How are you doing school this year? My little school is starting face-to-face instruction. The administration has done a fantastic job of limiting class size to no more than twelve students (my largest class has eleven seventh graders). Perhaps I should say that we are a small independent school. The lower and middle school grades remain in the same classroom all day, but the upper school does change classes. Students are required to wear masks when they enter and leave the building; temperatures are taken as they enter. In the classrooms, the students’ desks are arranged six feet apart for social distance. My middle schoolers are adapting very well.
I wish I were as adaptable. I cannot always remember to wear my mask.
I know you’ve read it many times: teaching is going to look different this year. What we know to be best practices are going to have to be changed. I had my “tweens” writing Friday. To have mini-conferences with them, I had to don the mask/shield before I went to each student. I felt isolated from them even with that small change. I couldn’t bend down over their shoulders to get close to their writing. And yet. . . .
I saw my students doing some really good writing (especially for the third day of school). Best practices are changing into something else.
I discovered two books over the summer that I plan to use to help with writing instruction and with reading, too. And I rediscovered a third.
The rediscovered book is Katie Wood Ray’s Wondrous Words. I love her outline for reading like a writer:
- Notice something about the text.
- Talk about the craft and make a theory about why the writer would use that craft.
- Give the craft a name.
- Think of other texts you have read. Have you seen the craft before?
- Envision using the craft, and then try the craft.
The other two books are by Jennifer Koppe and Gretchen Bernabei. I began with Text Structures from Poetry. After reading the lessons in this book, I felt like I had finally found a strategy to teach students how to read like writers. The process begins the Katie Wood Ray begins: notice something about the text, talk about it, and give it a name. While we didn’t quite get to step four, we made progress over three days to the fifth step: use the craft in a piece of writing.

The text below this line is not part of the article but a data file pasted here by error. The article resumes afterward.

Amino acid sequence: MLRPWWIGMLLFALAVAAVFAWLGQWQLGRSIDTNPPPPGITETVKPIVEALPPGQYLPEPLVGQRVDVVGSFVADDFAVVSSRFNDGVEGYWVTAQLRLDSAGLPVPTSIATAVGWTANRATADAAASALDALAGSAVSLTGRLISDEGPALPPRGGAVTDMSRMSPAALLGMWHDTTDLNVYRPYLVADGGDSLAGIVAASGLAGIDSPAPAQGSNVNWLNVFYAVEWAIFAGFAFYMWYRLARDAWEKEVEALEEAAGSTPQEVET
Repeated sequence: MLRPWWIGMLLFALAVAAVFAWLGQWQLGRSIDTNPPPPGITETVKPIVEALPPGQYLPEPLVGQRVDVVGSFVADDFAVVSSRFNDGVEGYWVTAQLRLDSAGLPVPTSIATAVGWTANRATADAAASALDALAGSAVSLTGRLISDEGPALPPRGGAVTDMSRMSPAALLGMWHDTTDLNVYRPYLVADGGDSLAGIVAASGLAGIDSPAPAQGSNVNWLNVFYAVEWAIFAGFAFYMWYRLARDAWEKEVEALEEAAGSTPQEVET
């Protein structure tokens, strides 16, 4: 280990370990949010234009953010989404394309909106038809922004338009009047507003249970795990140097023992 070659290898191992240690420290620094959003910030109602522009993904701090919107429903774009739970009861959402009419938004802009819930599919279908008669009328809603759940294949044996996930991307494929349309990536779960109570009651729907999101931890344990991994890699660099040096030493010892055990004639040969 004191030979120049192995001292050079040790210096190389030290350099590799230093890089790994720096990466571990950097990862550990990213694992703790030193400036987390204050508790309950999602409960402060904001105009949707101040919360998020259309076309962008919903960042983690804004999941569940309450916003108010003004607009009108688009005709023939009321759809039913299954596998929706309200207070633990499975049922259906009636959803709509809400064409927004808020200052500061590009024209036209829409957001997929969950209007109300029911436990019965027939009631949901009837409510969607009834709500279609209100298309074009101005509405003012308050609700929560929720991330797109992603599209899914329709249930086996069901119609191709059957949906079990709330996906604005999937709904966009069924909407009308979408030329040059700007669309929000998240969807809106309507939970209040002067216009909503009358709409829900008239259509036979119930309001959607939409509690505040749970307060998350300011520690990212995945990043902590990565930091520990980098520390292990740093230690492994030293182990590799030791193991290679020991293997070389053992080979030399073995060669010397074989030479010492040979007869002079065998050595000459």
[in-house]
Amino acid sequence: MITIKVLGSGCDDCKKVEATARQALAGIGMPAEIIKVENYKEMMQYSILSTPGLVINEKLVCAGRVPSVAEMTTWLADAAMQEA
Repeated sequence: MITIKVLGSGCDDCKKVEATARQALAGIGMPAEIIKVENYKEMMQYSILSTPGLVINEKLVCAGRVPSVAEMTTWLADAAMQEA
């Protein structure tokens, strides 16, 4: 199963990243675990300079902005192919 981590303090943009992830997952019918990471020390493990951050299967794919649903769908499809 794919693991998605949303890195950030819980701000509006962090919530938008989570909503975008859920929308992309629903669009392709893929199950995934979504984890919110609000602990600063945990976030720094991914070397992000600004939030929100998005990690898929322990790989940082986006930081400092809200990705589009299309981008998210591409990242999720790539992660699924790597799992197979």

I haven’t used the second by Koppe and Bernabei, Text Structures from the Masters, yet.
So, here is how we began the three days of writing workshop:
- I introduced the poem “Where I’m From” by George Ella Lyon by having students do some freewriting about where they were from.
- I read the poem aloud for them (after they trimmed it to size and glued it into their notebooks). I asked them to underline or mark some things they noticed. Then we talked about the noticings, and I gave them names, focusing mainly on repetition, parallel structures, and prepositional phrases.
- We repeated the freewriting, the oral reading, and noticings on the second day, and began to take notes in our notebooks. We also divided the poem into chunks, and I gave them the term stanza to learn to use instead of paragraphs for poetry.
- On the third day, we wrote after reading the poem one more time. I shared my own poem as well. As I worked my way around the room with my face shield firmly in place, I reminded students that I wanted them to use the structure and the craft and that they did not have to have the same kind of information that Lyon included.
I should add here that our classes are about 43 minutes long. One has to be ready to hit the ground running once class begins.
There is one thing I forgot to take into consideration with this writing assignment: I have two students who are adopted, one from nearly birth, and one who had been in and out of foster care based on the condition of her birth mother. I told each student to use whatever they wanted to in their poems because I wanted them to try the craft and the structures rather than write exact version of the mentor poem.
I will know next week whether these lessons are successful when I get their final copies.
By the way, I have learned a lesson about teaching with masks and face shields: do not attempt to drink water while wearing a shield. It gets a little messy.